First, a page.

On the way to its 60th anniversary, the venerable Preservation Hall Jazz Band explores its Afro-Cuban lineage
The talk turns to food—red beans and rice, gumbo, all that good stuff—and how cooking, like music, is as much about circulating knowledge as it is about getting fed.
“I learned to cook in the kitchen,” says Ben Jaffe. “‘Here, wash these. OK, now peel this. Go grab that bowl and bring it over here. Now cut these up.’ That’s the same way I learned music: ‘OK, we have a parade at four o’clock. Show up on this corner and bring your horn.’ You learn from being in the middle of it.”
Like most New Orleans-born-and-bred musicians, Jaffe understands music not as a byproduct of the human experience but as a heart-deep part of that experience itself: “It’s like air, or food, or relationships. Once you get on that level, you’re talking about the four or five essential elements of life.”
Jaffe—tuba player, bassist and current leader/co-composer for the venerable Preservation Hall Jazz Band—comes by it honest, as they say. In 1961, his parents, Allan and Sandra Jaffe, founded the Preservation Hall venue at 726 St. Peter St. in the French Quarter—a performance space especially notable during the Jim Crow era for being one of a handful in New Orleans open to both white and black players. What started as the venue’s de facto house band is now a pillar of New Orleans’ musical history: a live performance, recording and educational outreach project 55 years strong and counting.
PHJB’s new album, So It Is (Sony/Legacy), continues the band’s longstanding custom of preserving and contributing new material to traditional New Orleans acoustic music. But So It Is looks south and east, across the gulf to Cuba, for its primary musical idiom.
“We’d been planning the trip for a couple of years by the time we went in Christmas 2015,” says Jaffe. “The history between New Orleans and Cuba runs so deep, and a lot of people don’t know about it. We’re all connected by this history, this rhythmic pulse that runs from Africa and Spain to Cuba, and from there to New Orleans, and of course it became different things in different cities. Cuban Moros y Cristianos (a white rice and black beans dish cheekily named for the Moors and Christians of the nation’s colonial history) became red beans and rice in New Orleans. It’s a little different, but really, it’s the same cultural tradition. The same development happens with the music—it’s a blend, like red beans and rice, that’s specific to that place, that you’re not going to find in any other city. And if you do find it in another city, it’s because someone from New Orleans brought it there.”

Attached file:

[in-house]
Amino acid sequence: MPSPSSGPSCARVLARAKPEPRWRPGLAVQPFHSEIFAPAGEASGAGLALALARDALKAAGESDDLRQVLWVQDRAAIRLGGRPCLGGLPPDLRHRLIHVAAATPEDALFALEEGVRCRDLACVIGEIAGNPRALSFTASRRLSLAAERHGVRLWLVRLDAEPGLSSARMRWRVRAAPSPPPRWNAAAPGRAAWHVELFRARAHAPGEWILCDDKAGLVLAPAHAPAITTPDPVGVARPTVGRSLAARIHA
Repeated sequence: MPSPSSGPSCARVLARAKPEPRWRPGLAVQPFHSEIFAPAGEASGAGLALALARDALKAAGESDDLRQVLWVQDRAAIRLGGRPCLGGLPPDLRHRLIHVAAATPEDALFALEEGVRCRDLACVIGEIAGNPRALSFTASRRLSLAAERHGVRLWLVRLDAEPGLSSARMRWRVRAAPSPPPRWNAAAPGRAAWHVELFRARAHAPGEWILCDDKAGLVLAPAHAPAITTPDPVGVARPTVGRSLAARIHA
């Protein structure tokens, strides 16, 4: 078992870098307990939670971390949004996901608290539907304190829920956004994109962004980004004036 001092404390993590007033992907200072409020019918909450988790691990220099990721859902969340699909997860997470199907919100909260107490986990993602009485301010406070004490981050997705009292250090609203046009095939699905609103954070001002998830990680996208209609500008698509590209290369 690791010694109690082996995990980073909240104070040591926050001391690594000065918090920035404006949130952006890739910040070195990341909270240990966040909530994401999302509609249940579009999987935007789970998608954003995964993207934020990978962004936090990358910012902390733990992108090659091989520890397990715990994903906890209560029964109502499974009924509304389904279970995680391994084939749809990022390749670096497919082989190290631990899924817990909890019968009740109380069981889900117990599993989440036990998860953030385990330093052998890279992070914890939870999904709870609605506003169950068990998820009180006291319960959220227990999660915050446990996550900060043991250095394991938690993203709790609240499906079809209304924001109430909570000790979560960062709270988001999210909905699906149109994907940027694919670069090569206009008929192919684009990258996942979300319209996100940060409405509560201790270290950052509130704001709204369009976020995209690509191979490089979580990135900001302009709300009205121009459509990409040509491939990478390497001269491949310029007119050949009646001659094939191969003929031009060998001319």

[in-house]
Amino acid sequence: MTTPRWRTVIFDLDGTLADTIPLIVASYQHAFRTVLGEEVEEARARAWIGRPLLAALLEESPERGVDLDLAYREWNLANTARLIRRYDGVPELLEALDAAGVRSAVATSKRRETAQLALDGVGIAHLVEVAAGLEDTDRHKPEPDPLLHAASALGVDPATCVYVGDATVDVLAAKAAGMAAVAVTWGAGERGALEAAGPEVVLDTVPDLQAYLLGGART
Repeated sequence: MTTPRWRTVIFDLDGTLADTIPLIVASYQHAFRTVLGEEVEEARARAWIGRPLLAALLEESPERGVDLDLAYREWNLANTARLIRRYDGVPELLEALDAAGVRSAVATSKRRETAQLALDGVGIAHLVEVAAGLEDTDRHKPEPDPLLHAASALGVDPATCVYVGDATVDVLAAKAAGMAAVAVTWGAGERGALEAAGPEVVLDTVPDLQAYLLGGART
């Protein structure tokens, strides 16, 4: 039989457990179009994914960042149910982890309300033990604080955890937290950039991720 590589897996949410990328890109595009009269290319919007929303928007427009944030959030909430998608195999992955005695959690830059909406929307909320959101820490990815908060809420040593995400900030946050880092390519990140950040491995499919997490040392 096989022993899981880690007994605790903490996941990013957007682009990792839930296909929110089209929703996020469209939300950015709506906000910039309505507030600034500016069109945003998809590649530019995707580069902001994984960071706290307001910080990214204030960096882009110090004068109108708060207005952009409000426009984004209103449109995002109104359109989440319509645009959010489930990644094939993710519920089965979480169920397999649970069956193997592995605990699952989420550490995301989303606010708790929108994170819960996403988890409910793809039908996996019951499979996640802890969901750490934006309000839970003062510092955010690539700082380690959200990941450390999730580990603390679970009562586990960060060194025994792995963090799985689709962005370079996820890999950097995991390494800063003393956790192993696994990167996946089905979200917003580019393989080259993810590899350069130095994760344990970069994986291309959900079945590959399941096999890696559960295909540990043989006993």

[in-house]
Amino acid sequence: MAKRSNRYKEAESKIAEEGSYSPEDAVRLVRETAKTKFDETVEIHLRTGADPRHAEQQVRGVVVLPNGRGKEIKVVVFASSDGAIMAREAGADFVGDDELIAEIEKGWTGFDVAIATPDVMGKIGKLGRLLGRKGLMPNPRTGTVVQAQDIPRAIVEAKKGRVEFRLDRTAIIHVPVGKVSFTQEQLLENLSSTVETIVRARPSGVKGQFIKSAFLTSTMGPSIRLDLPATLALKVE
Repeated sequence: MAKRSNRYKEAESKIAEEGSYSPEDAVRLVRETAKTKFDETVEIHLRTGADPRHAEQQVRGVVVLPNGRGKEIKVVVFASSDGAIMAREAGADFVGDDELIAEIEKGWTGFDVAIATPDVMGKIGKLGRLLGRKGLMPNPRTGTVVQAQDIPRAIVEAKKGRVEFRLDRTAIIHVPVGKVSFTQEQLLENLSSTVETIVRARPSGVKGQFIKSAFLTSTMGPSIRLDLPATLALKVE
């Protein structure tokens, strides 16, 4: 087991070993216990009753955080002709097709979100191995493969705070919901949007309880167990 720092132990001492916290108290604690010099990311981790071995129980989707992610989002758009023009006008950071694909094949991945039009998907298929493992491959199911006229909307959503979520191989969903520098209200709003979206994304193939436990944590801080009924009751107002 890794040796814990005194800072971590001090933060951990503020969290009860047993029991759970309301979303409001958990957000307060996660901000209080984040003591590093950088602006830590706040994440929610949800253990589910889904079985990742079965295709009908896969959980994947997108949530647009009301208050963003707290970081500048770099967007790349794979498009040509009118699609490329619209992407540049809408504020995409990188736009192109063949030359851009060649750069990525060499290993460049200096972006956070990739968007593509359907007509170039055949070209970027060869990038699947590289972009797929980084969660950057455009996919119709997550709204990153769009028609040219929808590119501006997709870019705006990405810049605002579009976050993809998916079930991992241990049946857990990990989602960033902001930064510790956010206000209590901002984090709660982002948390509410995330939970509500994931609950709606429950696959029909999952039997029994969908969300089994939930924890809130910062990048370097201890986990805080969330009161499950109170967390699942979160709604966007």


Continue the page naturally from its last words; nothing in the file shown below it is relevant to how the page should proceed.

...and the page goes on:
So It Is, like most of Preservation Hall Jazz Band’s 30-plus album catalog, begins in the commitment to recording the music as it would be heard live, in the venue or in the streets. TV On The Radio’s Dave Sitek, who co-produced the new record with Jaffe, understood that commitment intuitively. “We worked hard on the mix and the production,” says Jaffe. When he was told that the bass and the percussion on the record sound so clear it’s like the band’s set up in the next room, you can practically hear him smile: “Yeah, that’s the point. That’s the heartbeat of our kind of music. Sometimes when you hear New Orleans music live, the bass and the drum are all you can hear.”
Fifty-five years, 30-something albums and god alone knows how many long-term and rotating band members later, Preservation Hall Jazz Band has made a record that brings to the forefront the Afro-Cuban ancestry that’s always been one strand of its DNA. From the snake-in-the-grass bass intro to the title cut, through the street-march percussion and bluesy piano of “Convergence,” to the storefront-church vocal stylings and muted brass of “Mad,” So It Is honors and celebrates those lineal ties in ways both traditional and contemporary. Anyone who wonders how a band more than a half-century old can continue to explore its core aesthetic rewardingly should remember the lesson of a good bowl of red beans and rice—a meal that’s kind of the same each time but also radically different every time you open up. The blend is what makes it, and the blend is an art, not a science. “In New Orleans, the blend is palpable,” says Jaffe. “You can find African elements in every place you look.”